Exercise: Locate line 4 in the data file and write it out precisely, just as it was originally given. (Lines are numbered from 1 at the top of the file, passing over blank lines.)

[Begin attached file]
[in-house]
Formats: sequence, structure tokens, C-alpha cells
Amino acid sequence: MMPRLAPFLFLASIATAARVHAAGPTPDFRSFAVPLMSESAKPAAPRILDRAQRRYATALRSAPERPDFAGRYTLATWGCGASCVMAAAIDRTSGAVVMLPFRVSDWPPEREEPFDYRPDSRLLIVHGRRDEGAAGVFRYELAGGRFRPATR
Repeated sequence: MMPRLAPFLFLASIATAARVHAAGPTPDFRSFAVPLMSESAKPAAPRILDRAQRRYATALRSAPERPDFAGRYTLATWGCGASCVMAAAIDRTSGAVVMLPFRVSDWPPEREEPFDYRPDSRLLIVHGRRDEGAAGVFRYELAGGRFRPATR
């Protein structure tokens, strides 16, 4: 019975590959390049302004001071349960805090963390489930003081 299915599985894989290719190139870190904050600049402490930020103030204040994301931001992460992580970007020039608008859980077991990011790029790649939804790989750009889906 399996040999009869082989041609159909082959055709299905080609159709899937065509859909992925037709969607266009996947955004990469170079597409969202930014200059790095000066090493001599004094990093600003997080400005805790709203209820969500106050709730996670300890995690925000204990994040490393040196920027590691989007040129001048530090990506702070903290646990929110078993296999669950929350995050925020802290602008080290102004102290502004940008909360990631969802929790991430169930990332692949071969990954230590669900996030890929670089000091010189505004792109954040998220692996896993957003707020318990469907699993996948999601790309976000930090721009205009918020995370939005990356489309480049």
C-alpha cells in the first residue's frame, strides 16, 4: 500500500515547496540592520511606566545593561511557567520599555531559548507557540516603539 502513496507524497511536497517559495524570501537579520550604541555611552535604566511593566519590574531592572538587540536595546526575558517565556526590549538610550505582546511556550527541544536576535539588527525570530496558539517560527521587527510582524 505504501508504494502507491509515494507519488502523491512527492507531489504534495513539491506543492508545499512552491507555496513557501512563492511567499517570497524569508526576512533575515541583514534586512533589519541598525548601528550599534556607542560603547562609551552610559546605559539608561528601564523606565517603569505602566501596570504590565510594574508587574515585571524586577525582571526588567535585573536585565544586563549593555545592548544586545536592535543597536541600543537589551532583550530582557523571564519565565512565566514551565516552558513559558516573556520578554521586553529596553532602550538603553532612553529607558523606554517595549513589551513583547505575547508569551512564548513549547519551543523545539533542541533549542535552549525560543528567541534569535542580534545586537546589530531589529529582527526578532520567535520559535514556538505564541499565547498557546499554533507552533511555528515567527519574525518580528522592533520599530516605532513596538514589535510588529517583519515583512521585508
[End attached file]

Repeated sequence: MMPRLAPFLFLASIATAARVHAAGPTPDFRSFAVPLMSESAKPAAPRILDRAQRRYATALRSAPERPDFAGRYTLATWGCGASCVMAAAIDRTSGAVVMLPFRVSDWPPEREEPFDYRPDSRLLIVHGRRDEGAAGVFRYELAGGRFRPATR